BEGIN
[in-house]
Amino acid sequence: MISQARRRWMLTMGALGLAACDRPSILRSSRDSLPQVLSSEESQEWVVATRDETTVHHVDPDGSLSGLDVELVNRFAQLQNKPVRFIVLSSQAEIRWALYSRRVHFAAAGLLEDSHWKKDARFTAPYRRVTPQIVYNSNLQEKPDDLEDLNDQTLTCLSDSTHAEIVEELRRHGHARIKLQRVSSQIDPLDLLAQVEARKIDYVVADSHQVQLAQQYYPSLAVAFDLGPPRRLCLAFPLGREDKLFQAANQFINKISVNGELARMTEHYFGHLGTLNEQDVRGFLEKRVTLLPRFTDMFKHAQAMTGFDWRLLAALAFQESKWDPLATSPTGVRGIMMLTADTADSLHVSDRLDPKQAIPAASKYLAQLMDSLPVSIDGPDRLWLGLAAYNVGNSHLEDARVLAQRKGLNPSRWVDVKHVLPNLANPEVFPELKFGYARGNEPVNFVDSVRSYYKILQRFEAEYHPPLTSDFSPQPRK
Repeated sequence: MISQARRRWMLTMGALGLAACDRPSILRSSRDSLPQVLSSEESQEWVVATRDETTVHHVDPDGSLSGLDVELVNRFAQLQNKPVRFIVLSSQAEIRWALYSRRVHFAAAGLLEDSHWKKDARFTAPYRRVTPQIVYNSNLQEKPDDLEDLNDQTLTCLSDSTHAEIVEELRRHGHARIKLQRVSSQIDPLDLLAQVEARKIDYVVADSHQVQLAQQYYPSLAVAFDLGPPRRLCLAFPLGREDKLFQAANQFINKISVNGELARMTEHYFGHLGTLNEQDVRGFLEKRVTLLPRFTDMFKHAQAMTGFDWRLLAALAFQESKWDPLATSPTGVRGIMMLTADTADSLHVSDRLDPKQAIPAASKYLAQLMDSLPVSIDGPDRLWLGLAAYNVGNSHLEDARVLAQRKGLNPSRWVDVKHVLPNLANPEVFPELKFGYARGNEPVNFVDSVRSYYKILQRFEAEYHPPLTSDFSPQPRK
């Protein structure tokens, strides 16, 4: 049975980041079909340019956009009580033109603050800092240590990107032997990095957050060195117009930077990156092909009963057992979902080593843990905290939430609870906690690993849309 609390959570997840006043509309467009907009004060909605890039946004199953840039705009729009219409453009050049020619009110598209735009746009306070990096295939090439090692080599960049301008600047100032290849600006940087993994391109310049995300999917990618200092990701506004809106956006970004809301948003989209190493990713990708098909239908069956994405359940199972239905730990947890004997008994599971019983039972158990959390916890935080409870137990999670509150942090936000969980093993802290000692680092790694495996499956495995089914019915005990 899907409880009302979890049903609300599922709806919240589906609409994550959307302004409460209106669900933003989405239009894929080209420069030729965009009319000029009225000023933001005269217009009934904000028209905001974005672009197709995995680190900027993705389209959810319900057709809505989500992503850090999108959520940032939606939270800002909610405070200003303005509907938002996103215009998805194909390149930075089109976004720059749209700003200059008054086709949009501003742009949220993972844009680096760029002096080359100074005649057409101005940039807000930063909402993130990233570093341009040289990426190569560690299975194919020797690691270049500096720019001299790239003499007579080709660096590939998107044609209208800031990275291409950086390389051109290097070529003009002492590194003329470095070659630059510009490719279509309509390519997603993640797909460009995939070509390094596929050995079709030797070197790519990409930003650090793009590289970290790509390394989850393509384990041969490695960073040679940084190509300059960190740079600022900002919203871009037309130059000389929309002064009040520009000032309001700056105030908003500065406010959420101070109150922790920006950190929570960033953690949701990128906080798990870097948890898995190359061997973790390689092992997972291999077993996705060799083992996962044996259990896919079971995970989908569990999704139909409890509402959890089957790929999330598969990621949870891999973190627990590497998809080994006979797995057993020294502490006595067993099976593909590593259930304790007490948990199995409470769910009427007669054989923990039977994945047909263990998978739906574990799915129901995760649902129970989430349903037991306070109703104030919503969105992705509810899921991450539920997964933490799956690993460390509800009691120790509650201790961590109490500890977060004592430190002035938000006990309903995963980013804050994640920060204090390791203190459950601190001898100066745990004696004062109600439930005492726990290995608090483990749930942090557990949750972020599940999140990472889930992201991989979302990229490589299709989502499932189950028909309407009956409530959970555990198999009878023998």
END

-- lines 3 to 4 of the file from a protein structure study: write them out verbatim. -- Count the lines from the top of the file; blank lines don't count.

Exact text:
Repeated sequence: MISQARRRWMLTMGALGLAACDRPSILRSSRDSLPQVLSSEESQEWVVATRDETTVHHVDPDGSLSGLDVELVNRFAQLQNKPVRFIVLSSQAEIRWALYSRRVHFAAAGLLEDSHWKKDARFTAPYRRVTPQIVYNSNLQEKPDDLEDLNDQTLTCLSDSTHAEIVEELRRHGHARIKLQRVSSQIDPLDLLAQVEARKIDYVVADSHQVQLAQQYYPSLAVAFDLGPPRRLCLAFPLGREDKLFQAANQFINKISVNGELARMTEHYFGHLGTLNEQDVRGFLEKRVTLLPRFTDMFKHAQAMTGFDWRLLAALAFQESKWDPLATSPTGVRGIMMLTADTADSLHVSDRLDPKQAIPAASKYLAQLMDSLPVSIDGPDRLWLGLAAYNVGNSHLEDARVLAQRKGLNPSRWVDVKHVLPNLANPEVFPELKFGYARGNEPVNFVDSVRSYYKILQRFEAEYHPPLTSDFSPQPRK
């Protein structure tokens, strides 16, 4: 049975980041079909340019956009009580033109603050800092240590990107032997990095957050060195117009930077990156092909009963057992979902080593843990905290939430609870906690690993849309 609390959570997840006043509309467009907009004060909605890039946004199953840039705009729009219409453009050049020619009110598209735009746009306070990096295939090439090692080599960049301008600047100032290849600006940087993994391109310049995300999917990618200092990701506004809106956006970004809301948003989209190493990713990708098909239908069956994405359940199972239905730990947890004997008994599971019983039972158990959390916890935080409870137990999670509150942090936000969980093993802290000692680092790694495996499956495995089914019915005990 899907409880009302979890049903609300599922709806919240589906609409994550959307302004409460209106669900933003989405239009894929080209420069030729965009009319000029009225000023933001005269217009009934904000028209905001974005672009197709995995680190900027993705389209959810319900057709809505989500992503850090999108959520940032939606939270800002909610405070200003303005509907938002996103215009998805194909390149930075089109976004720059749209700003200059008054086709949009501003742009949220993972844009680096760029002096080359100074005649057409101005940039807000930063909402993130990233570093341009040289990426190569560690299975194919020797690691270049500096720019001299790239003499007579080709660096590939998107044609209208800031990275291409950086390389051109290097070529003009002492590194003329470095070659630059510009490719279509309509390519997603993640797909460009995939070509390094596929050995079709030797070197790519990409930003650090793009590289970290790509390394989850393509384990041969490695960073040679940084190509300059960190740079600022900002919203871009037309130059000389929309002064009040520009000032309001700056105030908003500065406010959420101070109150922790920006950190929570960033953690949701990128906080798990870097948890898995190359061997973790390689092992997972291999077993996705060799083992996962044996259990896919079971995970989908569990999704139909409890509402959890089957790929999330598969990621949870891999973190627990590497998809080994006979797995057993020294502490006595067993099976593909590593259930304790007490948990199995409470769910009427007669054989923990039977994945047909263990998978739906574990799915129901995760649902129970989430349903037991306070109703104030919503969105992705509810899921991450539920997964933490799956690993460390509800009691120790509650201790961590109490500890977060004592430190002035938000006990309903995963980013804050994640920060204090390791203190459950601190001898100066745990004696004062109600439930005492726990290995608090483990749930942090557990949750972020599940999140990472889930992201991989979302990229490589299709989502499932189950028909309407009956409530959970555990198999009878023998």